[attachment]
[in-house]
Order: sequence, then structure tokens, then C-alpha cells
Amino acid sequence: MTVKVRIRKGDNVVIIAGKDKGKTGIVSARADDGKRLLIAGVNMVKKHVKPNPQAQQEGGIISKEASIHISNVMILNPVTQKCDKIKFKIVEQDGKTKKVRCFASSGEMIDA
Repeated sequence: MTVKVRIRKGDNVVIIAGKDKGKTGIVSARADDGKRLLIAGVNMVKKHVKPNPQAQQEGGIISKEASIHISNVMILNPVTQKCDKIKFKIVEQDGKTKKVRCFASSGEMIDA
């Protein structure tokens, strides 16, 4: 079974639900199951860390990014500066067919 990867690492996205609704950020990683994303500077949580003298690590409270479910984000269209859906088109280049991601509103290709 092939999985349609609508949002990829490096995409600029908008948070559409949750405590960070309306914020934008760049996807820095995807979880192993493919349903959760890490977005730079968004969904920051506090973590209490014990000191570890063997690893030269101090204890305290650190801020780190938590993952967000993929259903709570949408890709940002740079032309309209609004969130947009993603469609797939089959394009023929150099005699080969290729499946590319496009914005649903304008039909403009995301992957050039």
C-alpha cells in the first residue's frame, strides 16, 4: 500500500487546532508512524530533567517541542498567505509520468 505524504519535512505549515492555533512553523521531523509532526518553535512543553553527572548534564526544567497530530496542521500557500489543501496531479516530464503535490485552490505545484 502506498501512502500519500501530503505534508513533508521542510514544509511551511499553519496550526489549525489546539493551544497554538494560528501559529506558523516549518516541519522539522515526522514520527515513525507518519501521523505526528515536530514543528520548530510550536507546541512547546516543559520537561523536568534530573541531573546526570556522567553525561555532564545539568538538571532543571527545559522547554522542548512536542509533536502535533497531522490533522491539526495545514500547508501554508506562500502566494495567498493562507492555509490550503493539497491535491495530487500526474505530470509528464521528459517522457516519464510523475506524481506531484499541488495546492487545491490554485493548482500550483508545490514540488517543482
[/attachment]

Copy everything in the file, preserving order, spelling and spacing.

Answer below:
[in-house]
Order: sequence, then structure tokens, then C-alpha cells
Amino acid sequence: MTVKVRIRKGDNVVIIAGKDKGKTGIVSARADDGKRLLIAGVNMVKKHVKPNPQAQQEGGIISKEASIHISNVMILNPVTQKCDKIKFKIVEQDGKTKKVRCFASSGEMIDA
Repeated sequence: MTVKVRIRKGDNVVIIAGKDKGKTGIVSARADDGKRLLIAGVNMVKKHVKPNPQAQQEGGIISKEASIHISNVMILNPVTQKCDKIKFKIVEQDGKTKKVRCFASSGEMIDA
């Protein structure tokens, strides 16, 4: 079974639900199951860390990014500066067919 990867690492996205609704950020990683994303500077949580003298690590409270479910984000269209859906088109280049991601509103290709 092939999985349609609508949002990829490096995409600029908008948070559409949750405590960070309306914020934008760049996807820095995807979880192993493919349903959760890490977005730079968004969904920051506090973590209490014990000191570890063997690893030269101090204890305290650190801020780190938590993952967000993929259903709570949408890709940002740079032309309209609004969130947009993603469609797939089959394009023929150099005699080969290729499946590319496009914005649903304008039909403009995301992957050039």
C-alpha cells in the first residue's frame, strides 16, 4: 500500500487546532508512524530533567517541542498567505509520468 505524504519535512505549515492555533512553523521531523509532526518553535512543553553527572548534564526544567497530530496542521500557500489543501496531479516530464503535490485552490505545484 502506498501512502500519500501530503505534508513533508521542510514544509511551511499553519496550526489549525489546539493551544497554538494560528501559529506558523516549518516541519522539522515526522514520527515513525507518519501521523505526528515536530514543528520548530510550536507546541512547546516543559520537561523536568534530573541531573546526570556522567553525561555532564545539568538538571532543571527545559522547554522542548512536542509533536502535533497531522490533522491539526495545514500547508501554508506562500502566494495567498493562507492555509490550503493539497491535491495530487500526474505530470509528464521528459517522457516519464510523475506524481506531484499541488495546492487545491490554485493548482500550483508545490514540488517543482